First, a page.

OK, I have to rant a bit. Here in Saskatoon, all public buildings are smoke free… well, according to the law anyway.
Today I had to run some errands at Circle Mall and parked at the second level underground to let my car warm up a bit (the winter is cold here in Canada :). Now, as I exited the car with my daughter, I noticed a slightly ‘off’ smell in the air and cigarette butts on the ground, despite several of the above signs around. When we were done shopping, we came back and a woman was smoking right outside the elevator area, literally creating a cloud around her. It seriously looked like something out of a cartoon. Another guy was smoking by his car.
We marched by it as quickly as we could, but when we got home I noticed an unpleasant whiff of tobacco smoke on my clothes. It was at that point I got really mad >:( So here I am blogging my rant.
‘Oh, but its too cold outside to smoke there’ some would argue. But the fact that they could not wait until they were on private property betrays their addiction:
Smokers are drug addicts.
There are lots of euphemisms to avoid this fact, but when I lived in New York I twice saw people smoking crack in public and it was the same thing; light up and breathe in the vapors to get a quick fix. People who advocate so-called “smoker’s rights” are literally advocating the ‘right’ of someone to do drugs in public and expose others to it.
Smoking is a particularly nasty way of getting high; breathing smoke supplies the drug (be it nicotine, or something else) as well as a toxic cocktail of poisonous gasses. Now, someone drinking alcohol or popping pills might be killing themselves slowly, but imagine if they had trouble getting it into their mouth and sprinkled alcohol in your child’s drink or dropped some pills in your food. Imagine the outrage that would follow. Is it any better that I have to breathe their poison? Is it any better that its been part of society for decades?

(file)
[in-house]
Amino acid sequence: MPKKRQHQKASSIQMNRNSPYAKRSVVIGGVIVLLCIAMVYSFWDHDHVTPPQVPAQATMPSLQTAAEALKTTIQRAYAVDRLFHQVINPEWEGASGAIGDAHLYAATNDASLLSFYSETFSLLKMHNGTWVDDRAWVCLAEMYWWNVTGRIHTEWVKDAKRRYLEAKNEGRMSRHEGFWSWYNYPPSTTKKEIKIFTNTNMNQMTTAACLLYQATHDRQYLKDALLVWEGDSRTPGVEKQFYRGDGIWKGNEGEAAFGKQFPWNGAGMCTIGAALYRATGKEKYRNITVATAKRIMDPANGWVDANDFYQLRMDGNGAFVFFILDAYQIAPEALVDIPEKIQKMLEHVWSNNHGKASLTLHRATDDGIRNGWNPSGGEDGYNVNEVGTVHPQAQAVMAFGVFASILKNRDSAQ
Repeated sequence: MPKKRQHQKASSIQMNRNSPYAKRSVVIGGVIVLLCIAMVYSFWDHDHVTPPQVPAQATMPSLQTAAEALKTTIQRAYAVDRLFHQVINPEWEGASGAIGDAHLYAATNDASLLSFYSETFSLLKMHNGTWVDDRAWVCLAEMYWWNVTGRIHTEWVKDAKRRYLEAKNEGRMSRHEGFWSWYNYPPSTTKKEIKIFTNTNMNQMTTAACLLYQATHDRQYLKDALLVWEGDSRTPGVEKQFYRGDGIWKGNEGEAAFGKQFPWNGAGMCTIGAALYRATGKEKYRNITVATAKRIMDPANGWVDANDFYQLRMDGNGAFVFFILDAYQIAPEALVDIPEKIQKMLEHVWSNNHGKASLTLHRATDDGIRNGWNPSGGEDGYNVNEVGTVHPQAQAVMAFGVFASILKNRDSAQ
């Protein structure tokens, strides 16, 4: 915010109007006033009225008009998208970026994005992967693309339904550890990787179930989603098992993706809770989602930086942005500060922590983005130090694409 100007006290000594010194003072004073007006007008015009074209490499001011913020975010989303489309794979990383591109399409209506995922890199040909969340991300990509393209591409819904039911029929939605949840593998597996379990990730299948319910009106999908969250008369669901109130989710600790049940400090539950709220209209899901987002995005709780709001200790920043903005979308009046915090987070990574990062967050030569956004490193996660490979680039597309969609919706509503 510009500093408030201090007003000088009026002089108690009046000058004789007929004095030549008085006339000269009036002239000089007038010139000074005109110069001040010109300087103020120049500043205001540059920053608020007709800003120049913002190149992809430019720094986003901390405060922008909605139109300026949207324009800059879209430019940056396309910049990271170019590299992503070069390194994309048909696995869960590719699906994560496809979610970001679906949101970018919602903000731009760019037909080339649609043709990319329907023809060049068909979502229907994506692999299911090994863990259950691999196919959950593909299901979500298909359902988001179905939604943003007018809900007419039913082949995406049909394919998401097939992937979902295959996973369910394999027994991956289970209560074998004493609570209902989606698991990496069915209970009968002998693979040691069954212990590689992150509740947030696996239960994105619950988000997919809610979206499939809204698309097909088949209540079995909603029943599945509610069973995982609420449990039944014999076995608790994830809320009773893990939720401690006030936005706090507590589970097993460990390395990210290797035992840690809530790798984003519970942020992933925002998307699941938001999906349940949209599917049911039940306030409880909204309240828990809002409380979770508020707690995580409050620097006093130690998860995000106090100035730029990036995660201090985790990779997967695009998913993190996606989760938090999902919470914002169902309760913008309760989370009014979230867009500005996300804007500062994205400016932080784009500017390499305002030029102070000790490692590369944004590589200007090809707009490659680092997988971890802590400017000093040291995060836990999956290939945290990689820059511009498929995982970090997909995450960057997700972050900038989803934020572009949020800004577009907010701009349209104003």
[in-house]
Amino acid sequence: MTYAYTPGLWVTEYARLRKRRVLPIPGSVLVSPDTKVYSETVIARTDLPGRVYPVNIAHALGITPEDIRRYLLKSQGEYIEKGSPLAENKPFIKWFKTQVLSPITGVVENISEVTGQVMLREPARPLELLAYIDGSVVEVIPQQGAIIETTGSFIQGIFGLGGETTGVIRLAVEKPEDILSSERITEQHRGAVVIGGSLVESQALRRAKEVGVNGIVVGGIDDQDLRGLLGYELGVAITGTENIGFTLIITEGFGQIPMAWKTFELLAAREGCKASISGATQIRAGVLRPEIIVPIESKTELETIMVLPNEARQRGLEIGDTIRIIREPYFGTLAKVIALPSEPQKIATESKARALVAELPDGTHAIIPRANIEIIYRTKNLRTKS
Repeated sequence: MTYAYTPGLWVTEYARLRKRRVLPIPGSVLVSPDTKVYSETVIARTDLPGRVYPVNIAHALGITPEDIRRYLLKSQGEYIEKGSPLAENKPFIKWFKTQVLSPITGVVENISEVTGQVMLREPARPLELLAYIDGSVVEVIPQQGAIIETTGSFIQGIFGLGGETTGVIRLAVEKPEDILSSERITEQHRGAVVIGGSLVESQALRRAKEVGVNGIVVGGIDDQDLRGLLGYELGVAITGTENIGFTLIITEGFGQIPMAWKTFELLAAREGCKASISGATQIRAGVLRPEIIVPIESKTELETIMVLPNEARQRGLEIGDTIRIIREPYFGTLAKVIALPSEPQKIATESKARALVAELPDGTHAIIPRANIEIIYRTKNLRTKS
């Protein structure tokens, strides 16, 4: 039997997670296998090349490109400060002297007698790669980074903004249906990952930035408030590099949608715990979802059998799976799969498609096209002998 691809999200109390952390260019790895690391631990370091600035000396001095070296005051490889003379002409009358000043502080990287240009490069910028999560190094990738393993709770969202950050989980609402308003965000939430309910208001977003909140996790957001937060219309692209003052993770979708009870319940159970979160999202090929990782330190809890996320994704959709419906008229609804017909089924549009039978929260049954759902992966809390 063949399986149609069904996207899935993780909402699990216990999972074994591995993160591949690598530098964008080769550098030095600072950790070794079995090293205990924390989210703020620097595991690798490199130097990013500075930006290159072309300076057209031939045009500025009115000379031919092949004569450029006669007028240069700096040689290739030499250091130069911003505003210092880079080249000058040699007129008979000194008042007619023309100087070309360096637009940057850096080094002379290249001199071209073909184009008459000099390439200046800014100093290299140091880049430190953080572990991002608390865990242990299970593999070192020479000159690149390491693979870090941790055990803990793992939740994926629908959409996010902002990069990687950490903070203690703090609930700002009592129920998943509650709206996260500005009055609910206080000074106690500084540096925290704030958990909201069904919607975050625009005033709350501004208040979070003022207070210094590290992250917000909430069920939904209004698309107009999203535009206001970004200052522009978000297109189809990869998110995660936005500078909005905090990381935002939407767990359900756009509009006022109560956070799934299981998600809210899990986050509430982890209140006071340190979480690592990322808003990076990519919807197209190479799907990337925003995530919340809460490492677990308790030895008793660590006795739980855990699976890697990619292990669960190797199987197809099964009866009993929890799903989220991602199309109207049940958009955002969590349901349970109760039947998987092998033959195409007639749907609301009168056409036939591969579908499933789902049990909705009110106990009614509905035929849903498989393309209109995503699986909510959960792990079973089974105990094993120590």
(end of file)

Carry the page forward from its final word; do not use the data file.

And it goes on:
There really is no such thing as a polite smoker; the stench infuses their clothes and their breath reeks of an ashtray. I cannot hold a conversation with a recent smoker without wishing to flee the smell. Whenever I am invited to the house of a smoker (e.g. my in-laws), I invariably have to have a shower afterwards.
My grandfather, very nice person that he is (though now suffering from senile dementia), used to be a smoker. He smoked for decades (literally since the end of WWII) and only was able to quit as a result of the dementia (literally forgetting to smoke) and the patch (because even though he forgot to smoke, he still got VERY grumpy as the withdrawal symptoms kicked in… he had tried to quit ‘cold turkey’ several times when I was young, but he would always start again after spending a couple days in bed with flu-like symptoms). Before he quit, he smoked three (U.S.) packs (60 cigarettes) a day (~2 cartons a week). At times he would light a new cigarette from an old one (“chain smoking”) and fill a room with smoke until it was cloud-like. And he wondered what was wrong with me when I would cough uncontrollably around him sometimes. He got mad at me as a little kid when I went to hold his hand while were walking and got a burn from the lit cigarette he was cupping in his one hand to shield from the wind. When someone would point out a no-smoking sign near him he would joke that ‘I’m not smoking, the cigarette is’ as if that actually made it ok. Probably the nastiest smoking story involving him was when I spent the night at my grandparents’ place as a kid; I changed in the morning and they washed my clothes and hung them up to dry in the bathroom. My grandfather smoked in there and my clothes were smoked like sausages. When I later put on the pair of underwear they had so much smoke and tar on them it literally itched to wear them. NASTY! And while I can’t prove a direct cause and effect link, my grandmother (who never smoked, but breathed in his clouds) died of cancer…
Conservatives talk of marijuana as a drug but don’t realize their cognitive dissonance in not treating tobacco as the same.
OK, end of rant.